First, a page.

I read with interest an article in the Providence Journal last week about a police sting used to catch those who abuse handicapped parking.
The concept behind this crackdown was to ensure the person behind the rearview placard was actually the individual it was assigned to.
Nobel concept, I thought.
I've seen similar stings here in New York, but more to catch those who park in spaces reserved for individuals with physical disabilities than people who abuse the right to hang a handicapped placard in their vehicle altogether.
Interestingly, in this case many were doing just that. Some people had "borrowed" the placard from an elderly relative. Others were stolen. One was assigned to a man who had died years before.
How lazy have we become as a society, I thought, that someone would resort to stealing a handicapped placard from the vehicle of a dead man to grant a parking spot a few hundred feet closer to Macy's?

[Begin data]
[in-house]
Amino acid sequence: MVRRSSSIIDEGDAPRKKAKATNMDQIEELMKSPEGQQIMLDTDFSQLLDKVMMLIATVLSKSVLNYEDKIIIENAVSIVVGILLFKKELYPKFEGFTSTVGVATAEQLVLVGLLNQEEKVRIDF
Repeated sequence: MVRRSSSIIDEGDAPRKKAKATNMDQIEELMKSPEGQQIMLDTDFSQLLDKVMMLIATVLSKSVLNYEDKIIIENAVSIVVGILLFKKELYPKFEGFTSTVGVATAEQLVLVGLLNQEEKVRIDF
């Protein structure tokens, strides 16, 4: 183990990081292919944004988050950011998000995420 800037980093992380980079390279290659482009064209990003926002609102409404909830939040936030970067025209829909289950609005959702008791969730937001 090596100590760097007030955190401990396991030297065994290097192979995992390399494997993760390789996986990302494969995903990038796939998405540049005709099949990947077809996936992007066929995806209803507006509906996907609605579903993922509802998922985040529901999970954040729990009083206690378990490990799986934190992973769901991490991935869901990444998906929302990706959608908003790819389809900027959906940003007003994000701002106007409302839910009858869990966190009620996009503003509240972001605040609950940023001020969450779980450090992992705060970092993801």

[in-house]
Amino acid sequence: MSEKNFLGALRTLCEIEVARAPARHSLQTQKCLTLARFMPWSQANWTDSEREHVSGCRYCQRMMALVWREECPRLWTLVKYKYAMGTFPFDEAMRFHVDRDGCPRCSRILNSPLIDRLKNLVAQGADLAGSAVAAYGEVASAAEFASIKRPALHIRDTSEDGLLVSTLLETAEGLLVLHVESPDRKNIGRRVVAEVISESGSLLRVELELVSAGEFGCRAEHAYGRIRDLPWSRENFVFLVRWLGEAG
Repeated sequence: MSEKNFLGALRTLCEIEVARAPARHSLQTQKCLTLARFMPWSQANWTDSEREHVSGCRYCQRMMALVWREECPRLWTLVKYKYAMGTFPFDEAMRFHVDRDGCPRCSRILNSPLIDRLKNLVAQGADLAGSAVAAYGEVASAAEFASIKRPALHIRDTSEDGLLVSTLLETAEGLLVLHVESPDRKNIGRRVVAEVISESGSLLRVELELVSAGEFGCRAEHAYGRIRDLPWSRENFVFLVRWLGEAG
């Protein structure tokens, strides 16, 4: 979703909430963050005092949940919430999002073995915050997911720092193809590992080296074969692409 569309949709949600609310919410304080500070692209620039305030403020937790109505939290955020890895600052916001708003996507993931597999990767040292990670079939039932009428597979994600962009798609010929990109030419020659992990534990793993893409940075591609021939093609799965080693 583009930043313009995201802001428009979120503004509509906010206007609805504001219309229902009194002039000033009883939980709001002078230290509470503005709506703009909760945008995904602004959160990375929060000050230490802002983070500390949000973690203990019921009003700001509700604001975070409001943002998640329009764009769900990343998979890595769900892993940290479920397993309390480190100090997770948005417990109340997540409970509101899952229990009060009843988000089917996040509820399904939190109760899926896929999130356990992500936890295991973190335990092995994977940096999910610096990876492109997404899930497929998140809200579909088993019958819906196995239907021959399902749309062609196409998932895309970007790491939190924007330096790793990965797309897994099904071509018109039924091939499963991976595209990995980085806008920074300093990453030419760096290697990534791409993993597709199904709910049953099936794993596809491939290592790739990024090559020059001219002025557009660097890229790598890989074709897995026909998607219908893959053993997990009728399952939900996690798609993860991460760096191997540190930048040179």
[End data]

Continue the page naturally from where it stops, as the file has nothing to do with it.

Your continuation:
Even worse, one reserved for a person forced to live at a physical disadvantage?
This same philosophy has created a generation of people who will drive around for 15 minutes to gain a parking spot three minutes closer to their favorite store.
I dare say we could solve our global energy crises while rescuing our eroding ozone layer with one simple dying concept: Put one foot in front of the other.
I'll often see a mom struggling through a packed parking lot carrying bags of groceries while steering half a dozen children through the minefield of cars in reverse.
Meanwhile, cars filled with 20-somethings will whiz by and gobble up the storeside parking, happy as clams to have outmaneuvered a senior citizen to the spot.
Here's a thought: How about leaving the closest parking spaces to those who cannot walk to their destination.
Do so and you may just have a few more years to enjoy being able to do so.
John Gereau is managing editor of Denton Publications. His column appears regularly.